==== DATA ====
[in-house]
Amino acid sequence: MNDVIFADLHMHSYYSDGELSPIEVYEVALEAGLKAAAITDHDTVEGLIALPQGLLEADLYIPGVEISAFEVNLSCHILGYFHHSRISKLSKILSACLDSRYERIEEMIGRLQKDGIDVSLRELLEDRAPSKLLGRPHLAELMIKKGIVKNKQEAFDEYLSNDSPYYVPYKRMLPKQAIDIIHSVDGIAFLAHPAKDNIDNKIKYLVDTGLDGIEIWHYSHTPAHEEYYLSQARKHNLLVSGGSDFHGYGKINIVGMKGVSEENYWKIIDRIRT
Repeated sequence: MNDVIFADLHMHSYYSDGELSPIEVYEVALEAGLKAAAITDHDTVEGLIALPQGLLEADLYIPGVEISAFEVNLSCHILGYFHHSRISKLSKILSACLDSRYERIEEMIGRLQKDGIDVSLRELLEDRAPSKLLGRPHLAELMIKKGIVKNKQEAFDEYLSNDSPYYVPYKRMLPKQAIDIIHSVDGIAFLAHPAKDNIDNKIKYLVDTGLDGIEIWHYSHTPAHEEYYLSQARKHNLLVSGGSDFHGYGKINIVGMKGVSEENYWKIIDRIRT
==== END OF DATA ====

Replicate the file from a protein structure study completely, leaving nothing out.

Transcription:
[in-house]
Amino acid sequence: MNDVIFADLHMHSYYSDGELSPIEVYEVALEAGLKAAAITDHDTVEGLIALPQGLLEADLYIPGVEISAFEVNLSCHILGYFHHSRISKLSKILSACLDSRYERIEEMIGRLQKDGIDVSLRELLEDRAPSKLLGRPHLAELMIKKGIVKNKQEAFDEYLSNDSPYYVPYKRMLPKQAIDIIHSVDGIAFLAHPAKDNIDNKIKYLVDTGLDGIEIWHYSHTPAHEEYYLSQARKHNLLVSGGSDFHGYGKINIVGMKGVSEENYWKIIDRIRT
Repeated sequence: MNDVIFADLHMHSYYSDGELSPIEVYEVALEAGLKAAAITDHDTVEGLIALPQGLLEADLYIPGVEISAFEVNLSCHILGYFHHSRISKLSKILSACLDSRYERIEEMIGRLQKDGIDVSLRELLEDRAPSKLLGRPHLAELMIKKGIVKNKQEAFDEYLSNDSPYYVPYKRMLPKQAIDIIHSVDGIAFLAHPAKDNIDNKIKYLVDTGLDGIEIWHYSHTPAHEEYYLSQARKHNLLVSGGSDFHGYGKINIVGMKGVSEENYWKIIDRIRT